Nutrition - Duck Egg vs Chicken Egg
Which should come first: the chicken or the duck egg?
When we talk about the "eggs" we eat, most people are referring to chicken eggs. Recently, I had the opportunity to try a duck egg - which some friends had raised. Taste? I was surprised that there wasn't a lot of difference. The duck egg had a slightly stronger taste, but not by much. It did appear "fluffier" though. That aside, I got to wondering which of the eggs was more nutritious?
A quick glance at the two types of egg side-by-side shows that the duck egg is larger than the chicken egg by about half again.
If we weigh the eggs, the sample I had showed the duck egg averages at about 76 grams and the chicken egg average at 54 grams. So this tells us that the duck egg is about 50% heavier.
On closer examination though, it's not a fair comparison as the duck egg shell seems harder to break - and therefore probably thicker. Put another way, there is probably more shell weight on the duck egg than the industrial chicken egg in my sample.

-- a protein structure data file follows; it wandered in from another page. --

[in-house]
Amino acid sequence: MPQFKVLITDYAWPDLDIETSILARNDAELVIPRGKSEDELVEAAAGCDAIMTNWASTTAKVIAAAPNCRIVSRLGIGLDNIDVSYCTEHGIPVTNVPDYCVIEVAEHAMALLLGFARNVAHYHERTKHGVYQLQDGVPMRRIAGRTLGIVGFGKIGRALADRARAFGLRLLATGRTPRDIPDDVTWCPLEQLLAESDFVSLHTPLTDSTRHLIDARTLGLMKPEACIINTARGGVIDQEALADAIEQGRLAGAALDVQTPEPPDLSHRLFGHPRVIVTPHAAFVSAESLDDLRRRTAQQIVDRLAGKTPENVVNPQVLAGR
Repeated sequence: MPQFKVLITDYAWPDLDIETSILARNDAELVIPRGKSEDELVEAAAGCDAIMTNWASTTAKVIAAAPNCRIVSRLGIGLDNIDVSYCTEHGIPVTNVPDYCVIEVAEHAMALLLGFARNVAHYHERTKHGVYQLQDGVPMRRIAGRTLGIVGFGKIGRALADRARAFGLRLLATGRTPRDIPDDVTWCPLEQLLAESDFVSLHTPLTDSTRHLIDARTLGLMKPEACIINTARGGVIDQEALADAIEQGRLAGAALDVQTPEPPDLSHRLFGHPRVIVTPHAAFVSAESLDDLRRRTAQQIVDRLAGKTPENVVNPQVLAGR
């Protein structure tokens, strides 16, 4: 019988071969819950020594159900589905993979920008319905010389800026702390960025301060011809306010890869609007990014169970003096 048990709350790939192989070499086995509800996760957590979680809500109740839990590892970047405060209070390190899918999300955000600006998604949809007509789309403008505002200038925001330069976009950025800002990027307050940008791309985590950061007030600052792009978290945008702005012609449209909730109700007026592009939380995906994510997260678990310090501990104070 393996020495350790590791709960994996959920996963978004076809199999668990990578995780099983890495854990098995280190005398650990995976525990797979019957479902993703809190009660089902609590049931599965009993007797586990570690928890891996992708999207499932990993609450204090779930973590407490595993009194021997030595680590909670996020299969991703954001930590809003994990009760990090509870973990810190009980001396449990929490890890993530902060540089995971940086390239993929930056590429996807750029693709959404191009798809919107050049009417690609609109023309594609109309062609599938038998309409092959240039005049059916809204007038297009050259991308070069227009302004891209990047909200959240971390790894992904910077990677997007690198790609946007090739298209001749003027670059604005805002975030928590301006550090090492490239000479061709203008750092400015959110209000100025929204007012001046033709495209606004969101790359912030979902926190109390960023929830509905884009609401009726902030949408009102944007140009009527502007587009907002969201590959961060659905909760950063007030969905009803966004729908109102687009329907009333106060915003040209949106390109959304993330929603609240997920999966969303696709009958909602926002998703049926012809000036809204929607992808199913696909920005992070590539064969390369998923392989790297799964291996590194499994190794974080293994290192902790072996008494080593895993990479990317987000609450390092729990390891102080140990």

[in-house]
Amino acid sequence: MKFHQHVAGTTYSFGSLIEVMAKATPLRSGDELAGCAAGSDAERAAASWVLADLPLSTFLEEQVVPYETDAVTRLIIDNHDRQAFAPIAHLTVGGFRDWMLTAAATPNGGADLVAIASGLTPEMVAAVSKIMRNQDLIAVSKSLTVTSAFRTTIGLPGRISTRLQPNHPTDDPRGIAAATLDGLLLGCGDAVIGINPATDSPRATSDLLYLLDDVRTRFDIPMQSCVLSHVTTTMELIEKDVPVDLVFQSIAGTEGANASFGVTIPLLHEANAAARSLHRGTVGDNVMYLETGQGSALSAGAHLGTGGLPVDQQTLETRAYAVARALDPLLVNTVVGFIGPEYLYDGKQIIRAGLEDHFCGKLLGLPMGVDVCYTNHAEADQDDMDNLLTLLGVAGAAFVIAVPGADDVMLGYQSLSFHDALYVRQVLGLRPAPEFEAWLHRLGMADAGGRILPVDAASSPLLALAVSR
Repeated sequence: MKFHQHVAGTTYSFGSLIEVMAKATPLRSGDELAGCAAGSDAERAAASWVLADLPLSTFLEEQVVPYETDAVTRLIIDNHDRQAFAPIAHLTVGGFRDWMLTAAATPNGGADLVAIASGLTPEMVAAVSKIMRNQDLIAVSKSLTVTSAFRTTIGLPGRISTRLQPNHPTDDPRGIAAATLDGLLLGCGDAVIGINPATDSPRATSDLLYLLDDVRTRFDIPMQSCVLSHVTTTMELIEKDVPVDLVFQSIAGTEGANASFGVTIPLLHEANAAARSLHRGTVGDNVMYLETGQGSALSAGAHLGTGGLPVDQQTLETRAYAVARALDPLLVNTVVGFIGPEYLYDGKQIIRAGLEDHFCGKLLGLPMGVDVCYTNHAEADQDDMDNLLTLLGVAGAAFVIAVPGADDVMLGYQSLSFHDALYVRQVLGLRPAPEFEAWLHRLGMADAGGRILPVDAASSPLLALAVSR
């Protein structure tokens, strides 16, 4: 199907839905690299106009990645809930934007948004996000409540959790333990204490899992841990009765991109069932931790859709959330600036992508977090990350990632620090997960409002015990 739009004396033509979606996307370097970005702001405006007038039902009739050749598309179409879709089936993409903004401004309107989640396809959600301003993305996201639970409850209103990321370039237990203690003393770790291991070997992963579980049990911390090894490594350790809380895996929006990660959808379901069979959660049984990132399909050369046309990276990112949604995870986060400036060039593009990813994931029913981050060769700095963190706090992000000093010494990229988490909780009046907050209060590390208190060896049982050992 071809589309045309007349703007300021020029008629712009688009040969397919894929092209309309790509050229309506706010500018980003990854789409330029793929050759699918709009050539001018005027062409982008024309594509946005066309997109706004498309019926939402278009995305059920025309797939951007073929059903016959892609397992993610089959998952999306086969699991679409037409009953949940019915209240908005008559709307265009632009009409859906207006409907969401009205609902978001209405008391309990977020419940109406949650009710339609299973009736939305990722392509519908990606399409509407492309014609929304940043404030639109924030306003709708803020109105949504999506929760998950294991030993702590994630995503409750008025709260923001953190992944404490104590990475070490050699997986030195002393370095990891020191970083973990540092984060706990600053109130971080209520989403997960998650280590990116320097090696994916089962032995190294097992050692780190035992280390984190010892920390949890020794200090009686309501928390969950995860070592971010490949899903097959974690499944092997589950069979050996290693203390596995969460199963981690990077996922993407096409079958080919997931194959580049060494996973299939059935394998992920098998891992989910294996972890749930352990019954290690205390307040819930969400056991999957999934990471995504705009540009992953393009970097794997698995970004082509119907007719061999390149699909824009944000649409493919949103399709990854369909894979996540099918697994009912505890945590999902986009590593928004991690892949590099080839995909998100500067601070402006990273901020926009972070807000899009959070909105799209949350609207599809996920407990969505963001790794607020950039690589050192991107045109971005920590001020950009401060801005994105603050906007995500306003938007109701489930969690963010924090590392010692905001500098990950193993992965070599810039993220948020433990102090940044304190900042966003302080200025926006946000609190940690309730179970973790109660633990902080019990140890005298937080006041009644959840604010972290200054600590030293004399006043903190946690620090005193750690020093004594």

Source: Nutrient data for this listing was provided by USDA SR-21 via https://nutritiondata.self.com/facts/dairy-and-egg-products/126/2.
The duck egg is about 50% larger than the chicken egg.
By weight the duck egg is about 50% heavier.
A number of websites will proclaim that a duck egg contains more of this or that. Of course it does, if only because it contains 50% more "stuff". A fair comparison would be to find samples that contain the same weight and look at them.
Below is a comparison of 100g (about 1/4 lb) of each. From a health perspective, the first thing you should notice is that both contain a rich source of vitamins and minerals. Some other intresting things to note:
1) Duck eggs contain no Vitamin D (chicken egg 9% of your %Daily Value).
2) Duck eggs are a very rich source of Vitamin B12
3) Duck eggs have a much more favourable Omega 6 to Omega 3 ratio of approximately 5.5:1 vs chicken eggs with a 15.5:1 ratio (perhaps because ducks typcially get more of their food from scavenging).
4) Both eggs are high in cholesterol (which some people get concerned about). Duck eggs have almost twice as much cholesterol as chicken eggs.
Note: although most eggs are cooked and not eaten raw, the comparison is valid as most would cook duck and chicken eggs in a similar manner. As such, we'd expect the cooked product to be similar in proportion to the starting (raw) egg.
In conclusion, the "winner" is the duck egg as long as you are not concerned with fat or cholesterol.